By RUTH KNAFO SETTON
Ruth Knafo Setton, a
first-generation American who was born in Safi, Morocco, brings a new voice to Jewish-American
poetry. Until recently, most Jewish-American poetry and literature has focused
on an Ashkenazi experience. Knafo Setton’s work provides a glimpse into the
world of Mizrahi Jews, the experiences of Jewish women of Arab lands, and a
secular Jewish identity.
For this JBooks issue on Jewish-American poetry, Secular Culture & Ideas brings you three of Knafo Setton’s poems, "The Loss of
Certainty," "When God Yelled at Me," and "Queen of the
Air." These poems reflect the act of female rebellion, the power of women,
the rebuke of tradition, and the blending of cultures.
The Loss of
Come with me, Ruth.
No, said I, for I am a Moabite.
And how do you know me?
My sister whispered, His eyes are like caves
you enter and cannot leave. He comes from over there,
that strange tribe of men with desert hands and feet,
women whose teeth slice flesh, and worse—
I saw you in my dream, he
My mother saw you too.
—worse, their god makes them want
what they cannot hold.
You, I want. He opened his
a furrowed sun.
His mother watched, eyes pale
yet dark, and said, Go home, girl.
But the walls cracked,
wind blew, sand gritted
my throat, blinded my sister,
toppled my gods. Whirling, falling,
I cleaved to him.
God Yelled at Me
When God yelled at me
shaking his fist from the bima
up to the women’s gallery,
where I leaned forward,
over the railing
that marked sacred
from profane, man from woman,
Chagall’s floating city
from our earthbound
snotty kids, screaming babies,
Nana Mazal weeping, girls giggling,
when God glared at me,
my laughter coiled
like a snake,
hurtled through the air
and bit him
on the tongue.
The women gasped,
pulled me back. I tore away:
had to see. His tongue was swelling,
like a bee sting—vast, filling
the shul. The men bobbed
and swayed, muttered prayers—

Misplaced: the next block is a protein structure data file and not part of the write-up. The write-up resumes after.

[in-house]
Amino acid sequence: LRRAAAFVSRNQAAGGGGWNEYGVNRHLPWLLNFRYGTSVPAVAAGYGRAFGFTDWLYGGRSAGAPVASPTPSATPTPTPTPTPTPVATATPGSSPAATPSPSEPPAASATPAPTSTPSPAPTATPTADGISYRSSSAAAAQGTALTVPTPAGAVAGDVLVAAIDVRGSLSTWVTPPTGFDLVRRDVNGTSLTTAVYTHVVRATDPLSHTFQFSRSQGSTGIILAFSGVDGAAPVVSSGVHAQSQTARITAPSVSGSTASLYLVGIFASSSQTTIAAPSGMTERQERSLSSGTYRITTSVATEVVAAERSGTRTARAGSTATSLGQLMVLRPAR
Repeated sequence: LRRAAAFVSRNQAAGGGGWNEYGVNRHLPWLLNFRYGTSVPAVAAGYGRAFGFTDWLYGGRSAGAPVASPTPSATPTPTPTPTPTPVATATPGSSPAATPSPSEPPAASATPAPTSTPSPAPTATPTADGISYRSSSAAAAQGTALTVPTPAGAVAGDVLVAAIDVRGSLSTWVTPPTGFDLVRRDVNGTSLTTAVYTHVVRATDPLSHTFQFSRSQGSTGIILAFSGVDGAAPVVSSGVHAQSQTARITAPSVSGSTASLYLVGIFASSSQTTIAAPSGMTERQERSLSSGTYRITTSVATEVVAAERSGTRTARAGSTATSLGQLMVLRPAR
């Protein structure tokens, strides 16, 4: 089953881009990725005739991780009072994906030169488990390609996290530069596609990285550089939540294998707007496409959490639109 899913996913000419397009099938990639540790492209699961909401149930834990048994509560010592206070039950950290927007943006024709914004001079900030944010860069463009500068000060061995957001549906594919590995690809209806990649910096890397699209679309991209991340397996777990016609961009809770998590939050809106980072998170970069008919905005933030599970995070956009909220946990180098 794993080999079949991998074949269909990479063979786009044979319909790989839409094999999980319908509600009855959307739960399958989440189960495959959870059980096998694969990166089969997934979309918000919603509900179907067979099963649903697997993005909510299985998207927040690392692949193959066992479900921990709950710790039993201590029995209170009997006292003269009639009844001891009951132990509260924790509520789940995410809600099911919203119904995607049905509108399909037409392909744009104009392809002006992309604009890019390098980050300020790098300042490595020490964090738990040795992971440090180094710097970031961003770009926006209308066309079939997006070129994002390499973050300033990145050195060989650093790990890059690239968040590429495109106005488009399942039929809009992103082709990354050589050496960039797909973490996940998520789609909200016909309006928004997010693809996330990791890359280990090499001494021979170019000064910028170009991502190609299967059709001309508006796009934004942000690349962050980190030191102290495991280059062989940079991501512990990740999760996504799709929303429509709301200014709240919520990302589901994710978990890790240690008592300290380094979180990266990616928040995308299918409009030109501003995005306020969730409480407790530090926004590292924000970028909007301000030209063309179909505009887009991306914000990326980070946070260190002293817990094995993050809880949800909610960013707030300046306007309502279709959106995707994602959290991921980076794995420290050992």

didn’t see his tongue
bread dough left too long,
rising and foaming.
The women watched
the men sink and drown
in a sea of dough.
God’s tongue billowed
towards us, but Nana Mazal took
her sewing scissors
and cut. We watched it sag,
with a burp.
The men rose,
still praying and mumbling.
They didn’t look back at us.
And with a jerk
of his shoulders,
God left the room—
without a word.
His mother should have
taught him better.
September is mine:
he stands at the edge of the cornfield
in maroon fez and dripping brocade.
Sunlit and weary, he holds up
his palm in greeting. I shudder
my bike to a stop, almost tumble
over old books stacked in the wire basket:
Greatheart, Under Two Flags, Lady
Lover and Nana. I bought The Way of an Eagle
because it was inscribed: To Doris from Harry,
I love you more each day, Merry Christmas
sweetheart, 1919. A tiny black Toto runs
around him, nips his ankle. He stands firm
against singing corn.
and red sun—falling fast.
the Indians came to England
for their killer jewel, crossed
their arms and blocked
the center of the road:
a shadow-wall of the East.
His seamed palm too
holds back the traffic
of curious eyes, the curse
of the yellow stone. I ride, no hands,
through a typhoon
of immense proportions.
white butterfly (another strange friend)
rings my little finger, birds scissor the air,
quicksilver glance my handlebars,
and laugh away. At night I'll read
by flashlight, squander my sight.
Wind blows my bike over desert and sea.
Blue motes of dust sneeze
from broken pages, crack bindings:
red heels tapped together. Gold letters halo me
like fireflies, crown me Queen
of the Indian Gentlemen
and White Butterflies.
I squint in the moonstone glare:
his fez whirls before me,
streams leaves that glow
like yellow tears.